Catheter model tubes were prepared from a medical-grade polyetherurethane and their outer surfaces modified by surface-graft polymerization of acrylamide and dimethyl acrylamide (DMAA). The surface- graft layer was characterized by means of dry staining, scanning electron microscopy (SEM), X-ray photoelectron spectroscopy, and protein adsorption. Ex vivo evaluation for the blood compatibility of the surface-modified polyurethane was carried out using the polyurethane tribe as an arterio- venous shunt between the carotid artery and the jugular vein of rabbits. When the surface density of grafted polymer was in the range of 10-30 μg/cm2, the in vitro adsorption of IgG exhibited a minimum value and platelet adhesion to the grafted polyurethane surface was insignificant, in marked contrast with that to the virgin (nonmodified) surface. The in vivo blood compatibility of polyurethane was evaluated by implanting the catheter tube in the inferior vena cava of rabbits from the femoral vein after ligation of a distal site of the exposed femoral vein. After remaining there for predetermined periods of time, the implanted catheters were taken out together with the veins of the rabbits that had been heparinized and sacrificed just prior to excision of the veins. After exchange of the blood in the veins for saline, the excised veins were opened by cutting longitudinally to inspect for clot formations on the surfaces of the implanted catheters. Occlusion of the inferior vena cava was not observed for any of the catheters, nor was there any apparent damage or microembolizations in the lungs and kidneys. Many small-sized clots were observed on the surfaces of the nonmodified polyurethane tubes after a 2- week implantation whereas the catheter surfaces grafted with DMAA polymer chains had a much smaller number of clots. When the blood compatibility of polyurethane surfaces was graded for relative evaluation from one (marked clotting) to five (no clotting) based on the size and number of the clots, the evaluation results were as follows: 3.1 (virgin, 2 weeks), 4.0 (grafted, 1 week), 4.1 (grafted, 2 weeks), and 3.5 (grafted, 1 month).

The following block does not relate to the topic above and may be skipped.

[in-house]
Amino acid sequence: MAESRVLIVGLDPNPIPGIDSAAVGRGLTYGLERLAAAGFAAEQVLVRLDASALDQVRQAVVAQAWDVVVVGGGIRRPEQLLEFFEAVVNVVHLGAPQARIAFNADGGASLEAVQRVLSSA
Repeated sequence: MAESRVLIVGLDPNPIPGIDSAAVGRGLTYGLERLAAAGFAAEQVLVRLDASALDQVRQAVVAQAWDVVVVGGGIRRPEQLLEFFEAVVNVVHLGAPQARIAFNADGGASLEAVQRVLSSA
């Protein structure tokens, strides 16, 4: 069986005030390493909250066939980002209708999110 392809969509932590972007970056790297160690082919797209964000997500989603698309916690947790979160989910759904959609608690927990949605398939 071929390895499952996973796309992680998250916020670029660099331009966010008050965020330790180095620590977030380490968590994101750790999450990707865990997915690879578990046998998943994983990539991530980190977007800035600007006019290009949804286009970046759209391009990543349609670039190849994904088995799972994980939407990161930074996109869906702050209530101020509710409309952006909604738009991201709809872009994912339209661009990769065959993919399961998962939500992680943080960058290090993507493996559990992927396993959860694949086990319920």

|Number of pages||10|
|Journal||Journal of Biomedical Materials Research|
|Publication status||Published - 1997 May 1|
ASJC Scopus subject areas
- Biomedical Engineering